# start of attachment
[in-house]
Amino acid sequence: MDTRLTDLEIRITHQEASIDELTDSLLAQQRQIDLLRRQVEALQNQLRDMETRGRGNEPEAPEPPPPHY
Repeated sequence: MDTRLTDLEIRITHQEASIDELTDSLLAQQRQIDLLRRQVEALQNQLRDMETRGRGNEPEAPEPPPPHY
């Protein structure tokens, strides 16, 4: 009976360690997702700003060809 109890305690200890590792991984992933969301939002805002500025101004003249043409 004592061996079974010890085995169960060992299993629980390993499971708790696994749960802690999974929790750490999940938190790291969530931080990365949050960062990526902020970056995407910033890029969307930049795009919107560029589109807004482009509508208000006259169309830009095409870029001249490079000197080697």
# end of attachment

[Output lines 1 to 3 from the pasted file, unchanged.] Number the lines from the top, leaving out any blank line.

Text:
[in-house]
Amino acid sequence: MDTRLTDLEIRITHQEASIDELTDSLLAQQRQIDLLRRQVEALQNQLRDMETRGRGNEPEAPEPPPPHY
Repeated sequence: MDTRLTDLEIRITHQEASIDELTDSLLAQQRQIDLLRRQVEALQNQLRDMETRGRGNEPEAPEPPPPHY